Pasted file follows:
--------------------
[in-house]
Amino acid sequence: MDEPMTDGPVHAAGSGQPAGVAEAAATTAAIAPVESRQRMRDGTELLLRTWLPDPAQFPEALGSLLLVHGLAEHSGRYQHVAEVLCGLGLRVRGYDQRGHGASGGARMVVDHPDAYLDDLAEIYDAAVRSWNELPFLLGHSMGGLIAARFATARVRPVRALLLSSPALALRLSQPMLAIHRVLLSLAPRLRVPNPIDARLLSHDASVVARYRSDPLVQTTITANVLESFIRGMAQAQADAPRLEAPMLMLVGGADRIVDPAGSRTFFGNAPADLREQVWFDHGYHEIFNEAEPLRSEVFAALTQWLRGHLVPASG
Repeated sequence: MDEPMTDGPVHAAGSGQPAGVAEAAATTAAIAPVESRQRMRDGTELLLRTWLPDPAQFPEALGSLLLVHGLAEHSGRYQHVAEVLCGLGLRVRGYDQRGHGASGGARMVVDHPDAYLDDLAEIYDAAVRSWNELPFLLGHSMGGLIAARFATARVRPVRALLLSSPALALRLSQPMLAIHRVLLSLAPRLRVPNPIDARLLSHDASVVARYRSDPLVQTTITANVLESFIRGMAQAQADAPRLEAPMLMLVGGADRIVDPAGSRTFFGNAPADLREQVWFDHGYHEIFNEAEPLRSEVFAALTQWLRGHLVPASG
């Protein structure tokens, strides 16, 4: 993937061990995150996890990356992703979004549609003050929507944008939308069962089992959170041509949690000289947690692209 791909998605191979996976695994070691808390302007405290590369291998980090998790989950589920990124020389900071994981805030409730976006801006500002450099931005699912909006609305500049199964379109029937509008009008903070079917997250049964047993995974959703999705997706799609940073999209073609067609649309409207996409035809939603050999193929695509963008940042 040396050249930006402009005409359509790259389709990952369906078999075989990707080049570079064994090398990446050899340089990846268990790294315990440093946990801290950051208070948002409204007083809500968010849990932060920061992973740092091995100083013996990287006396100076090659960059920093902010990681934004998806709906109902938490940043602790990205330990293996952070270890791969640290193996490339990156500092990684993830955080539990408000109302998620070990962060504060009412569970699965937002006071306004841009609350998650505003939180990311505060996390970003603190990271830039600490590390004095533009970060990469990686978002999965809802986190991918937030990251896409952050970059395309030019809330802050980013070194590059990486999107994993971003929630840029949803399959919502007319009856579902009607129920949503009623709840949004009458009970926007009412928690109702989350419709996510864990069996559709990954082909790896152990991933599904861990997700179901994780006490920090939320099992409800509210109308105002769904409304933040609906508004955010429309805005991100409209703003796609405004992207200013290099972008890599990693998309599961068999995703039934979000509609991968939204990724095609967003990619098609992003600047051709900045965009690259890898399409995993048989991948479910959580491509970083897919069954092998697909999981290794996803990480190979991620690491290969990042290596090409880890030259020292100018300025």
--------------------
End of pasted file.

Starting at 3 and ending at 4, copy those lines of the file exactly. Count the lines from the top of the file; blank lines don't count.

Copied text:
Repeated sequence: MDEPMTDGPVHAAGSGQPAGVAEAAATTAAIAPVESRQRMRDGTELLLRTWLPDPAQFPEALGSLLLVHGLAEHSGRYQHVAEVLCGLGLRVRGYDQRGHGASGGARMVVDHPDAYLDDLAEIYDAAVRSWNELPFLLGHSMGGLIAARFATARVRPVRALLLSSPALALRLSQPMLAIHRVLLSLAPRLRVPNPIDARLLSHDASVVARYRSDPLVQTTITANVLESFIRGMAQAQADAPRLEAPMLMLVGGADRIVDPAGSRTFFGNAPADLREQVWFDHGYHEIFNEAEPLRSEVFAALTQWLRGHLVPASG
């Protein structure tokens, strides 16, 4: 993937061990995150996890990356992703979004549609003050929507944008939308069962089992959170041509949690000289947690692209 791909998605191979996976695994070691808390302007405290590369291998980090998790989950589920990124020389900071994981805030409730976006801006500002450099931005699912909006609305500049199964379109029937509008009008903070079917997250049964047993995974959703999705997706799609940073999209073609067609649309409207996409035809939603050999193929695509963008940042 040396050249930006402009005409359509790259389709990952369906078999075989990707080049570079064994090398990446050899340089990846268990790294315990440093946990801290950051208070948002409204007083809500968010849990932060920061992973740092091995100083013996990287006396100076090659960059920093902010990681934004998806709906109902938490940043602790990205330990293996952070270890791969640290193996490339990156500092990684993830955080539990408000109302998620070990962060504060009412569970699965937002006071306004841009609350998650505003939180990311505060996390970003603190990271830039600490590390004095533009970060990469990686978002999965809802986190991918937030990251896409952050970059395309030019809330802050980013070194590059990486999107994993971003929630840029949803399959919502007319009856579902009607129920949503009623709840949004009458009970926007009412928690109702989350419709996510864990069996559709990954082909790896152990991933599904861990997700179901994780006490920090939320099992409800509210109308105002769904409304933040609906508004955010429309805005991100409209703003796609405004992207200013290099972008890599990693998309599961068999995703039934979000509609991968939204990724095609967003990619098609992003600047051709900045965009690259890898399409995993048989991948479910959580491509970083897919069954092998697909999981290794996803990480190979991620690491290969990042290596090409880890030259020292100018300025």